At the Singapore Writers Festival in 2015, Get Lucky: An Anthology of Philippine and Singapore Writings was launched to a full house, instantly becoming one of the bestsellers of the festival.
The anthology, which sought to foster a fellowship with mutual trust among Filipinos and with Singaporeans had, over time, also evolved. It allowed not just a quiet communion between reader and book, but also became a catalyst for communal experience. As a platform for multi-cultural events, it brought together Filipinos and Singaporeans alike, from readings at the Grassroots Book Room and other bookstores, to collaborations with Gardens by the Bay and the National Poetry Festival.
In 2019, Get Lucky celebrated the fiftieth anniversary of the two countries’ diplomatic ties through a joint event with the National Library Board and the Philippine Embassy in Singapore. While it might be easy to count attendance and tally cross-events, what’s immeasurable is Get Lucky’s contribution in giving space to emerging poets and writers from across different sectors and fostering friendship between Filipinos and Singaporeans.
It has been six years since Get Lucky. While some things have remained the same, such as the strong diplomatic ties between Singapore and the Philippines, other things have changed vastly, and in no small part due to technology. We have seen how technology has disrupted us at practically every touch point throughout the day. And we have often wondered how it will impact us and our fellowships in the next fifty years.
This led us to contemplate a sequel to the much-loved original. We regrouped, shared each other’s ideas, set up more meetings, fittingly at one of the Big Techs’ regional headquarters. Thus was born Get Lucky 2.0 or simply, Get Luckier.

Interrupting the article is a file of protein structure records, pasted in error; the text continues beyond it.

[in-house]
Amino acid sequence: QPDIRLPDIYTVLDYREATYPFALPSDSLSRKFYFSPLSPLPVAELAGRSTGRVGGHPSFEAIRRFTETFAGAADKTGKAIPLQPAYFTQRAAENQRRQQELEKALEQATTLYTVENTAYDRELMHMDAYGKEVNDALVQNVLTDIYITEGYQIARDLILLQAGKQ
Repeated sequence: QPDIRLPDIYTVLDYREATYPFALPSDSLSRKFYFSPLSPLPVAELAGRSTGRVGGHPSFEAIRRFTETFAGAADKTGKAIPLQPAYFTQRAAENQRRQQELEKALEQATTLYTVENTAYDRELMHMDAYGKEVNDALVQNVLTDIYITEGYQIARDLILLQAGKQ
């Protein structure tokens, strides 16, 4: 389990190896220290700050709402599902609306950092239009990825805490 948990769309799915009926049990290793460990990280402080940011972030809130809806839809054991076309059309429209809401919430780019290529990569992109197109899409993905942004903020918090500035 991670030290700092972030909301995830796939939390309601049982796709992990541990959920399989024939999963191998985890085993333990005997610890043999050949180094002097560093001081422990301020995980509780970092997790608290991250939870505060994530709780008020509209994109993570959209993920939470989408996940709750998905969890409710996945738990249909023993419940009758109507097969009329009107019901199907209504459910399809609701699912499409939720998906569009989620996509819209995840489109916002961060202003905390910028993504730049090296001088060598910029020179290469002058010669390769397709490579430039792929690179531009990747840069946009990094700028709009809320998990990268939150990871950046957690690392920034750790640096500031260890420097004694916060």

Change, as someone once said, is the only constant in life. We set out with technology as the main lens through which we view our fellowships. It was, however, the great 2020 reset that surprised us all. We could not ignore the impact of the pandemic as it touched Filipinos here in Singapore in more ways than one, some more deeply than others.
Hundreds of Filipino workers and professionals were repatriated, their connection to Singapore cut short. While technological tools have kept Filipinos here connected to their homeland, we can only hope that it will keep those prematurely repatriated still linked to the second home they have learned to love as much.
The pandemic aside, this instalment recognizes emerging concerns among Filipinos in the diaspora: the greater consciousness of mental well-being among foreign workers and those they have left behind; the third-culture kids and how they straddle two or three homelands; and the impact of climate change.
That said, there are themes that remain true and timeless, albeit experienced differently, by virtue of more contributors and greater diversity. These themes of Love, Places and Memory continue from the two chapters similarly titled in Get Lucky.
With these changes and retaining universal themes, we have a stronger and more timely offering in Get Luckier, achieved with the help of our new editors, Aaron Lee and Claire de Guzman, and the contribution of a former editor, Manuelita Contreras, who has now relocated.
We also received an increased number of submissions from a wider pool of contributors across generations, including from Gen Zs, Millennials, Gen Xers, and beyond.